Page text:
The popular myth at the time was that a '67 San Francisco drug bust spelled the end for the Lovin' Spoonful. Bassist Steve Boone and guitarist Zal Yanovsky were caught with that evil marijuana. To dodge any jail time they ratted out their supplier and that was definitely not cool. The dealer did prison time. Soon underground media indignation spread to the general Rock audience, making it extremely difficult for the Lovin' Spoonful. The situation wore heavily on the group's leader, guitarist, singer and main songwriter John Sebastian. Yanovsky left the band but that didn't help. By '67 the good-time Folk Rock of the Lovin' Spoonful was on its last legs.
Influenced by the Beatles, Folk singers Sebastian and Yanovsky started the group taking their name from Mississippi John Hurt's "Coffee Blues." Like most mid-60's groups the Lovin' Spoonful was a singles band. The band could do ballads ("Darlin' Be Home Soon") and Country influenced novelty songs like "Nashville Cats." But when they kicked into gear, the guitars rang like chimes with Sebastian's cool, airy voice rising above it all. "Do You Believe In Magic" and "You Didn't Have To Be So Nice" were perfect examples. But being from New York, Sebastian's songs about his hometown stood above everything else. "Six O' Clock" was a "late night kickin' around town waiting for dawn and another chance" song. The Spoonful's crowning achievement was "Summer In The City." A brilliant song. There is an intense drive. Sebastian's desperate vocals. You can feel the sweat pouring off. The city in confusion, melting under the heat of a New York summer. And it Rocked.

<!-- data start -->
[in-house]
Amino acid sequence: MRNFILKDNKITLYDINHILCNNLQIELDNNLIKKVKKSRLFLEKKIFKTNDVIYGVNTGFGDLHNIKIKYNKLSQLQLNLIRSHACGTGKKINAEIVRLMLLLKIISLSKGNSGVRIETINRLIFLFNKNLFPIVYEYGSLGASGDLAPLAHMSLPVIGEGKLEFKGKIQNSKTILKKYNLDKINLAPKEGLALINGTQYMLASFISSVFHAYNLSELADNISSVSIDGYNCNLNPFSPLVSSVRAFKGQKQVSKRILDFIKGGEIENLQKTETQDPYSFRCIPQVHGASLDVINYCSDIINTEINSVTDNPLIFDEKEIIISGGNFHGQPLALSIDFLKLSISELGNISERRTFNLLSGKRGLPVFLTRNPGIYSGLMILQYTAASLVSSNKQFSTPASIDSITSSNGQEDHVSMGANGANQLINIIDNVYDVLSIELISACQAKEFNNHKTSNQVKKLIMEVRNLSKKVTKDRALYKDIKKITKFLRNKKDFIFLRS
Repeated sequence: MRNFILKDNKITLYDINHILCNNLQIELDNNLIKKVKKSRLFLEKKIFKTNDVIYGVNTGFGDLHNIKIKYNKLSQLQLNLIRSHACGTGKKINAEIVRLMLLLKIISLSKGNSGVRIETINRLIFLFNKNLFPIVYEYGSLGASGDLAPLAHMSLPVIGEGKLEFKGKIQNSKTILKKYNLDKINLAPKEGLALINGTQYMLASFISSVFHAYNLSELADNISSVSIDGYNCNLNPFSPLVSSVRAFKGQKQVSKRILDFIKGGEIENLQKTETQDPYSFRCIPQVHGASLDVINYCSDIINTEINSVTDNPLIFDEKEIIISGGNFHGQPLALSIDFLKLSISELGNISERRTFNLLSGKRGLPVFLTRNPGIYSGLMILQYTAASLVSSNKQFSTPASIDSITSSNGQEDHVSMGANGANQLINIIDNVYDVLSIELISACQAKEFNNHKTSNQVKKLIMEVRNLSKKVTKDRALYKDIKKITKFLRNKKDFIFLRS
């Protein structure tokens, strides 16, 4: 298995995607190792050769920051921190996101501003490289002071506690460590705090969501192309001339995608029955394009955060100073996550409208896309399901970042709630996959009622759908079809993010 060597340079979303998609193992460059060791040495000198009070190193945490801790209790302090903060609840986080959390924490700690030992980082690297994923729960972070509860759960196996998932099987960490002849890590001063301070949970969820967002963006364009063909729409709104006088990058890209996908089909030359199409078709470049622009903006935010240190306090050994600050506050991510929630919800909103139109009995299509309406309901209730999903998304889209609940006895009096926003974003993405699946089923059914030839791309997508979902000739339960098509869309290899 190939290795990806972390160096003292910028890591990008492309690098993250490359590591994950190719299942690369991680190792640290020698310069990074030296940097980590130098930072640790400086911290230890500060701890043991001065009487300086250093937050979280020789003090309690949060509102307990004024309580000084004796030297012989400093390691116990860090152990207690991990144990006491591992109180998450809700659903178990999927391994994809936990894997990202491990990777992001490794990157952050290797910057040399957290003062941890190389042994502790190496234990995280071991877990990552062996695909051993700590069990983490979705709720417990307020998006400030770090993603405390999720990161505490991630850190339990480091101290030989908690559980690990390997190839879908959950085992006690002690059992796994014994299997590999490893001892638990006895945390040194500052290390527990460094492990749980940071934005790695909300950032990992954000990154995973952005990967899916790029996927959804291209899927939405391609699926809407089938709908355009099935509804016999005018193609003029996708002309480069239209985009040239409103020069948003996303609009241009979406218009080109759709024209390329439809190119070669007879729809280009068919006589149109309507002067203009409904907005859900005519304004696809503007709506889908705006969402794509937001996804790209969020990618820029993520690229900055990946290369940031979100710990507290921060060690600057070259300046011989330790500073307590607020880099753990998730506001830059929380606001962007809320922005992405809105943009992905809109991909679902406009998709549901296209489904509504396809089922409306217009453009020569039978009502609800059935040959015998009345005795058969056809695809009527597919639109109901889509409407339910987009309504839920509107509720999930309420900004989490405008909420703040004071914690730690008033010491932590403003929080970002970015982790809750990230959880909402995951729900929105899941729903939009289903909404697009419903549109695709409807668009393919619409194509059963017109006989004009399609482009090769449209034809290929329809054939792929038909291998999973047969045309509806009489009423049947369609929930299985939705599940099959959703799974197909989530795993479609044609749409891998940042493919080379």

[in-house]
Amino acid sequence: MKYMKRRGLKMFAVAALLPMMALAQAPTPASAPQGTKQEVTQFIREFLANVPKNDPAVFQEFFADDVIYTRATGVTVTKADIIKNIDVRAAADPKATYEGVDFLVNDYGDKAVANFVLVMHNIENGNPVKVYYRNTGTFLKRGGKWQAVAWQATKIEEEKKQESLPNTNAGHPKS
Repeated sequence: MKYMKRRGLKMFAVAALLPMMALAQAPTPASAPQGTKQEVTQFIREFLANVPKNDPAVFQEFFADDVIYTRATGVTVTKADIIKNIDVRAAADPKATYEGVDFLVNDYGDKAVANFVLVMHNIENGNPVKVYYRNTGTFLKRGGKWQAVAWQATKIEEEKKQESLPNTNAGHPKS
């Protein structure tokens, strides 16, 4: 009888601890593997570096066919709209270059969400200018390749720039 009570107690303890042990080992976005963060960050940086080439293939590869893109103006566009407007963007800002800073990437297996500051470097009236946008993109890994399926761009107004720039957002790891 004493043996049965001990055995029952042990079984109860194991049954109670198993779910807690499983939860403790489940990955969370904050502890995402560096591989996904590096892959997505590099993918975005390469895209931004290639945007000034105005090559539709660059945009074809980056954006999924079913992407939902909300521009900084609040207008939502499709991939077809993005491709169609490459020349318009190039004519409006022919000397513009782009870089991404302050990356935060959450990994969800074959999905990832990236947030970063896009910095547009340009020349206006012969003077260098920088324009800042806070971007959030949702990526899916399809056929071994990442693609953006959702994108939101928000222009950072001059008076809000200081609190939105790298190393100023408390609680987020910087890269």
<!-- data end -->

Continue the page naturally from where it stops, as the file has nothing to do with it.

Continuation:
Forget the drug bust. By the time the "Summer of Love" hit, (which sounds like it'd be perfect for the Spoonful) Jefferson Airplane, Jimi Hendrix, Grateful Dead and the Doors had changed Rock. The Spoonful were from another time.
After the Spoonful imploded Sebastian went solo and back to his Folk roots, appearing in all his tie-dyed glory at Woodstock. But it wasn't long before he was stuck in the MOR morass. His last shot was the cloying ballad "Welcome Back," the theme to the TV show that launched John Travolta's career.
Emerging from the East Coast Folk scene the Lovin' Spoonful merged Folk and Country to create their brand of Rock 'n' Roll. Their albums tend to be eclectic though erratic. "Anthology" provides the group's best Rockers, "Summer In The City," "Do You Believe In Magic" and the under-rated "Six O' Clock." The CD also has numerous ballads like the comical "Did You Ever Have To Make Up Your Mind" or the longing "Darlin' Be Home Soon." Their forays into jug band music and Country ("Nashville Cats") are also documented. Many of these songs are well written and performed but they're a long way from Rock.